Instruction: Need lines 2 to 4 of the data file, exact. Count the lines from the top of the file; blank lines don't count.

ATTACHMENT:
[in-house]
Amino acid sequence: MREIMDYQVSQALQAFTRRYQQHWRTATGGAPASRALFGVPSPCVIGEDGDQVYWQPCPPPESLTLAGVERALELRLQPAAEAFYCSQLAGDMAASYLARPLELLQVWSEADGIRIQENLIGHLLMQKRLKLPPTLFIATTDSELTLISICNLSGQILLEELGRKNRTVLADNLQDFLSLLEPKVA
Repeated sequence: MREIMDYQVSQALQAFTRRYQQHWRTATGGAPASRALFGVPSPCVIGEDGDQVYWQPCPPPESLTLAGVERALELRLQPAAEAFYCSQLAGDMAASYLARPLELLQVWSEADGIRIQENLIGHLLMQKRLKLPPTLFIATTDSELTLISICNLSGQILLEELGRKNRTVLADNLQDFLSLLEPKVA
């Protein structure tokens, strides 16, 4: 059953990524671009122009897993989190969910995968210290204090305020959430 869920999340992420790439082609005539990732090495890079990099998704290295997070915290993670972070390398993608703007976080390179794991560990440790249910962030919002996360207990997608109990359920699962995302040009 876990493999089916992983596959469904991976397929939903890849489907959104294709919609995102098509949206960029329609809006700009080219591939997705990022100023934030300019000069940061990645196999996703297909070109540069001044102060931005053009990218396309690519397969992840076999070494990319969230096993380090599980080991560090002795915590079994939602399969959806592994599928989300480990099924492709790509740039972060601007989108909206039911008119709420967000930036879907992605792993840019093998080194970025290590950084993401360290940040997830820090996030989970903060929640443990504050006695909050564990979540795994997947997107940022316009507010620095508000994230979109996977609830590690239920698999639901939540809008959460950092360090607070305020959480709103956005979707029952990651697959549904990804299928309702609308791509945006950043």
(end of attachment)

Amino acid sequence: MREIMDYQVSQALQAFTRRYQQHWRTATGGAPASRALFGVPSPCVIGEDGDQVYWQPCPPPESLTLAGVERALELRLQPAAEAFYCSQLAGDMAASYLARPLELLQVWSEADGIRIQENLIGHLLMQKRLKLPPTLFIATTDSELTLISICNLSGQILLEELGRKNRTVLADNLQDFLSLLEPKVA
Repeated sequence: MREIMDYQVSQALQAFTRRYQQHWRTATGGAPASRALFGVPSPCVIGEDGDQVYWQPCPPPESLTLAGVERALELRLQPAAEAFYCSQLAGDMAASYLARPLELLQVWSEADGIRIQENLIGHLLMQKRLKLPPTLFIATTDSELTLISICNLSGQILLEELGRKNRTVLADNLQDFLSLLEPKVA
């Protein structure tokens, strides 16, 4: 059953990524671009122009897993989190969910995968210290204090305020959430 869920999340992420790439082609005539990732090495890079990099998704290295997070915290993670972070390398993608703007976080390179794991560990440790249910962030919002996360207990997608109990359920699962995302040009 876990493999089916992983596959469904991976397929939903890849489907959104294709919609995102098509949206960029329609809006700009080219591939997705990022100023934030300019000069940061990645196999996703297909070109540069001044102060931005053009990218396309690519397969992840076999070494990319969230096993380090599980080991560090002795915590079994939602399969959806592994599928989300480990099924492709790509740039972060601007989108909206039911008119709420967000930036879907992605792993840019093998080194970025290590950084993401360290940040997830820090996030989970903060929640443990504050006695909050564990979540795994997947997107940022316009507010620095508000994230979109996977609830590690239920698999639901939540809008959460950092360090607070305020959480709103956005979707029952990651697959549904990804299928309702609308791509945006950043």